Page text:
Ebony Steele: I am definitely looking to do more TV. With CNN you know I’m a correspondent but we are also in talks of me doing more with that. But I’m also strongly rooted in my faith so I’m just looking to hear from God in terms of which way I should move and waiting for the next opportunity to come along. When you think about it, I’m busy 6 days a week. Dish Nation is Monday through Friday and E-Block is on Saturday with radio every morning and I still feel like I’m ready to take on more so I’m ready for it.

Parlé Magazine:
 I understand your also using all these new platforms to promote health and breast cancer awareness, correct?
Ebony Steele: That’s correct.  It’s been one of those things that when you look at your purpose and wonder what your life is supposed to be about never once did I think I would be diagnosed with breast cancer but fortunately what better therapy in any situation is there than to talk about. So as a survivor for me to be able to talk about it with everyone has given me the ammunition to spread the word about looking into your health and being informed about it.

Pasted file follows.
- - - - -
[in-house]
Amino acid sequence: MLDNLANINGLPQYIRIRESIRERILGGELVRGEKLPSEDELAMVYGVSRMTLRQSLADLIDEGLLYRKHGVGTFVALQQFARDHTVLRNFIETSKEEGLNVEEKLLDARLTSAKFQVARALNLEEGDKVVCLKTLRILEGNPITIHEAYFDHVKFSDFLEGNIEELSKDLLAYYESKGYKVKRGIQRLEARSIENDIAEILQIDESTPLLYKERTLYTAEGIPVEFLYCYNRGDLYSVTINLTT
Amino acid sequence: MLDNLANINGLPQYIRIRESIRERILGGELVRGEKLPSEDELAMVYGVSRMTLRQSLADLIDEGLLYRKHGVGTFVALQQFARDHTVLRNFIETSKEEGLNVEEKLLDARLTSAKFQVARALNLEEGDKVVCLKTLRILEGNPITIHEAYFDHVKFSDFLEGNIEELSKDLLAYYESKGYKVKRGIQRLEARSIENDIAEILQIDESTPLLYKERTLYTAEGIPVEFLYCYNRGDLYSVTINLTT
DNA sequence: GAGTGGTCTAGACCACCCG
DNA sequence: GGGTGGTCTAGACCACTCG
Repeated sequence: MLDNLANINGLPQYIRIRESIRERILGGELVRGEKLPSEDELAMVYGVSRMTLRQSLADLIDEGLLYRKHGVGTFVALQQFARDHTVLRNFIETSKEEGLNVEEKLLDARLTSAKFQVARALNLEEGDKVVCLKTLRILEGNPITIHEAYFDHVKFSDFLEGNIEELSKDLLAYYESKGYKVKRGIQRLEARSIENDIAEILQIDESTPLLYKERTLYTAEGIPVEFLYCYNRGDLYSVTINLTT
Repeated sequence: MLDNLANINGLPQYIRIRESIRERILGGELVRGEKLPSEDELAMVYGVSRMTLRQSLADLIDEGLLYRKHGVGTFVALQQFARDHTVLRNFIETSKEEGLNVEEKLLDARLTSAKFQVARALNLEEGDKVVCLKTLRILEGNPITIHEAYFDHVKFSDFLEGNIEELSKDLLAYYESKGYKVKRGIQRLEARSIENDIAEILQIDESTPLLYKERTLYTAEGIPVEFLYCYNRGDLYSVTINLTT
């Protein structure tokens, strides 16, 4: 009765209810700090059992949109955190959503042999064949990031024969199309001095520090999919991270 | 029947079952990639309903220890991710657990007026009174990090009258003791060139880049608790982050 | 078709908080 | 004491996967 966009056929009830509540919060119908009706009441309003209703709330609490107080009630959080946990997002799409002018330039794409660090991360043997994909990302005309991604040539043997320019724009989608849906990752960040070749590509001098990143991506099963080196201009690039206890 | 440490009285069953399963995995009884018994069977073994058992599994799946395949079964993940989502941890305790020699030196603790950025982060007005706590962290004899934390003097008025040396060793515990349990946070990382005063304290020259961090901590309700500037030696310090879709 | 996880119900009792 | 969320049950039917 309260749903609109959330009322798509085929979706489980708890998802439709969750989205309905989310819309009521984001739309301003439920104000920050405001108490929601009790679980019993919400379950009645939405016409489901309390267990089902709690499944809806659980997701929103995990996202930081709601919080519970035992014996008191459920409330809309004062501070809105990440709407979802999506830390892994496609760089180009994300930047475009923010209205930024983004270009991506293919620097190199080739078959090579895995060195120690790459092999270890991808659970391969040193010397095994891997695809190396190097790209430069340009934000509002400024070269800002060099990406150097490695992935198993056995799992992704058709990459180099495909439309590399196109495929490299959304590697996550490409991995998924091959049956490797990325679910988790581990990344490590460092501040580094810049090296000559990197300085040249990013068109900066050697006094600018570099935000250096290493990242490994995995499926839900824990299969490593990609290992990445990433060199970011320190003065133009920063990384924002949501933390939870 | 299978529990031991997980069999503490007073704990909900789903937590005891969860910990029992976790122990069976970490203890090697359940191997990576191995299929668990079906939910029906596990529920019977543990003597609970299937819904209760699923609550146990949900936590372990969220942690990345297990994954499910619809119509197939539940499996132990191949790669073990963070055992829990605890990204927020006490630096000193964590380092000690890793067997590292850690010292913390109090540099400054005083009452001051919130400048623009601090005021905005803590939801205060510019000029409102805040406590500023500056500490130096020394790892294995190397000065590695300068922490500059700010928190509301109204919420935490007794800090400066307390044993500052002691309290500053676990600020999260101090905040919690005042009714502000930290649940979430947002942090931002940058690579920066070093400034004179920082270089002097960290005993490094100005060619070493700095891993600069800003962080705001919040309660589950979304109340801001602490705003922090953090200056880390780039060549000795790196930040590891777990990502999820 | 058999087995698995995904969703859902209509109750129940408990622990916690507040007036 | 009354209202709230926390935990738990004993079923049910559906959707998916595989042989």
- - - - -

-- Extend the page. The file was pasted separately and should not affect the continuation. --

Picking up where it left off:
Parlé Magazine:
 Are there any other issues you are passionate about that you are promoting as well?
Ebony Steele: Umm, I would have to say letting people know how to live life. I know that may sound cliché and very, very bland but in the sense of experiencing different cultures and knowledge. I don’t care if you make twenty thousand dollars a year, put some away to make sure you can take a vacation or splurge on special things. I see so many people working so hard to keep up with the economy that they forget to actually enjoy themselves.

Parlé Magazine:
 I have to say it’s great to speak with an entertainer that has such great messages to share all while helping and educating others.  Thank you for your time.
Ebony Steele: No thank you!


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George Robinson aka Gin.Roe.Cooks

As a writer, George Robinson continues to garner readership through his unique style of conversational word play and expressive yet educational delivery. Having crafted everything from interviews, articles, and poetry to social commentary he continues to prove his versatility when it comes to journalism. He hopes to one day build a following that knows him not only for his work but for his passion within music, arts, and entertainment. Read more articles by George.